(A) Spleen erythroid subsets ProE, EryA or EryB, expressed as absolute number of cells per gram body weight, in gld-Rag1−/−, lpr-Rag1−/− and matched Rag1−/− controls, shown separately for male (M) and female (F) mice. Data corresponds to the same mouse dataset as in Fig 4. Box and whiskers delineate the central 50% and 90% of readings, respectively, with the median indicated with a horizontal line and arithmetic mean with a ‘+’. Data points correspond to individual mice. Between 11 and 40 mice examined per genotype; data pooled from several independent experiments. *p<0.05, **p<0.005, ***p<0.0005 (ANOVA, for difference in means); f = p<0.05, ff = p<0.005, fff = p<0.0005 (F test, for difference in variance). (B) Frequency distribution histograms for EryA, in male and female lpr-Rag1−/− and matched Rag1−/− controls. The coefficient of variation for each group is shown. Purple line is the fitted normal distribution curve. Same data set as in panel (A).

Miroslav Koulnis, et al. PLoS One. 2011;6(7):e21192.
5.
Figure 7

Figure 7. Delayed response to Epo-induced stress in mice deficient in the Fas pathway.. From: Negative Autoregulation by Fas Stabilizes Adult Erythropoiesis and Accelerates Its Stress Response.

(A–C) Analysis of the ProE response to Epo injection. The same experiment and dataset as in Figure 6. (A) Spleen ProE (cells per gram body weight). Data points are individual mice, with the mean ±sem for each day marked as a horizontal line. Data pooled from 1 to 3 experiments with 3 to 18 mice per genotype. (B) The rate of change in spleen ProE between days 1 and 2 post-Epo injection in the mutant gld-Rag1−/− (indicated in red) or lpr-Rag1−/− (blue) and their matched Rag1−/− controls. Dataset as in panel (A). Each point represents the mean difference in ProE between independent experiments done on days 2 and 3, in 5 independent comparisons. (C) The rate of change in spleen ProE throughout the first 3 days of response to Epo, computed as in panel B. The rate of change between days 0 and 1, days 1 and 2, and days 2 and 3, were plotted on days 0.5, 1.5 and 2.5, respectively. Data points represent pooled mutant (lpr/gld) or control differences (mean ±sem). For all panels: *p<0.05, **p<0.005, ***p<0.0005 (t test, unequal variance).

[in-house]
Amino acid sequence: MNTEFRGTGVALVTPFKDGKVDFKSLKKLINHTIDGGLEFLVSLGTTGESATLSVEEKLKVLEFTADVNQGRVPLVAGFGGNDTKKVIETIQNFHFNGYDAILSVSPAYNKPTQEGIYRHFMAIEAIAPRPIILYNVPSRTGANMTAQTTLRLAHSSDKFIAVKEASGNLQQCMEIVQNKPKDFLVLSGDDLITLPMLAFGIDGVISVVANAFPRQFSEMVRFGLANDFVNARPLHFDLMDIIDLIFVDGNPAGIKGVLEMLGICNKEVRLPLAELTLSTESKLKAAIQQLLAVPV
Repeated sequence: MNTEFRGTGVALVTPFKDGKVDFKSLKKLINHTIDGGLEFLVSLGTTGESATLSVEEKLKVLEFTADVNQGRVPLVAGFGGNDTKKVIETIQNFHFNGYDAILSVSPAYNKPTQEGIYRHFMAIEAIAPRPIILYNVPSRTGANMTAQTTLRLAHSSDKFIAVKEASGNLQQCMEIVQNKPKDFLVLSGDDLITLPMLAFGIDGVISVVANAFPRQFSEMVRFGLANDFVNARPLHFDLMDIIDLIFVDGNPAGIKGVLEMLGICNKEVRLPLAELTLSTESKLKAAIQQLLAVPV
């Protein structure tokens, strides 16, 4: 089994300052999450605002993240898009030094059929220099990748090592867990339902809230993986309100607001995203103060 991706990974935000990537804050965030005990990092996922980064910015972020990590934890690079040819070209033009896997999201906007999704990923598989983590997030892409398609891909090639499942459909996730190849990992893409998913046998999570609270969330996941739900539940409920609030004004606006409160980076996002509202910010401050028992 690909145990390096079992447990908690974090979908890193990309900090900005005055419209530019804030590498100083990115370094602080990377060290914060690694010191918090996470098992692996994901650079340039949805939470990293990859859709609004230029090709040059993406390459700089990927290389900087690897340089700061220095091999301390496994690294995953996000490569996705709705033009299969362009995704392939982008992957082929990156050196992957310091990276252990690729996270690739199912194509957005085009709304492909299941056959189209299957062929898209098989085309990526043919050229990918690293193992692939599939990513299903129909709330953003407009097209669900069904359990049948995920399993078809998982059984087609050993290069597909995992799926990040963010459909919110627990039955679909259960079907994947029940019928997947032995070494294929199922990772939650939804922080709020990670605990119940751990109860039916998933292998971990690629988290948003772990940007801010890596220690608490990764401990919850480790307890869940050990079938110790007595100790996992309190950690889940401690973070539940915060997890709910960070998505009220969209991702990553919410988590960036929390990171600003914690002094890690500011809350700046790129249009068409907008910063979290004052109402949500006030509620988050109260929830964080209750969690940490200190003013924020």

Miroslav Koulnis, et al. PLoS One. 2011;6(7):e21192.
6.
Figure 3

Figure 3. Increased erythropoiesis in mice deficient in the Fas pathway.. From: Negative Autoregulation by Fas Stabilizes Adult Erythropoiesis and Accelerates Its Stress Response.

Legend in A also applies to panels B, D. lpr-Rag1−/− mice are on the C57BL/6 background (in blue), and are compared with control Rag1−/− mice on the C57BL/6 background. gld-Rag1−/− mice are on the Balb/C background (in red), and are compared with control Rag1−/− mice on the Balb/C background. (A) Hematocrit ( = fraction of the blood volume that is due to red cells) and Plasma Epo of lpr-Rag1−/−, gld-Rag1−/− and Rag1−/− age and strain-matched control mice. M =  males. F =  females. Box and whiskers delineate the central 50% and 90% of readings, respectively. Median is indicated with a horizontal line; arithmetic mean with a ‘+’. Data points correspond to individual mice. Between 11 and 40 mice examined per genotype. *p<0.05, **p<.005, ***p<0005 (ANOVA). (B) Hematocrit vs. plasma Epo in the subset of mice where both values were measured, in the basal state, for lpr-Rag1−/− and matched Rag1−/− control mice (left panel), and for gld-Rag1−/− and matched Rag1−/− controls (right panel). Data are mean ± sem of ≥16 mice *p≤0.001 (two-tailed t test, unequal variance). (C) Flow cytometric measurement of reticulocyte number. Top: whole blood stained with either DRAQ5 (detects DNA) or thiazole orange (TO, detects both DNA and RNA). Reticulocytes lack a nucleus but retain RNA. They therefore form a DRAQ5-negative, TO-positive population. Bottom panel shows analysis in wild-type (WT) mice either in the basal state or following Epo injection; and in gld-Rag1−/− and control Rag1−/− mice. (D) Reticulocyte in lpr-Rag1−/−, gld-Rag1−/− and matched Rag1−/− controls, measured by flow-cytometry ***p<0.0001, two-tailed t-test, unequal variance; ff =  p<0.001, F test.

Miroslav Koulnis, et al. PLoS One. 2011;6(7):e21192.
7.
Figure 6

Figure 6. Delayed response to Epo-induced stress in mice deficient in the Fas pathway.. From: Negative Autoregulation by Fas Stabilizes Adult Erythropoiesis and Accelerates Its Stress Response.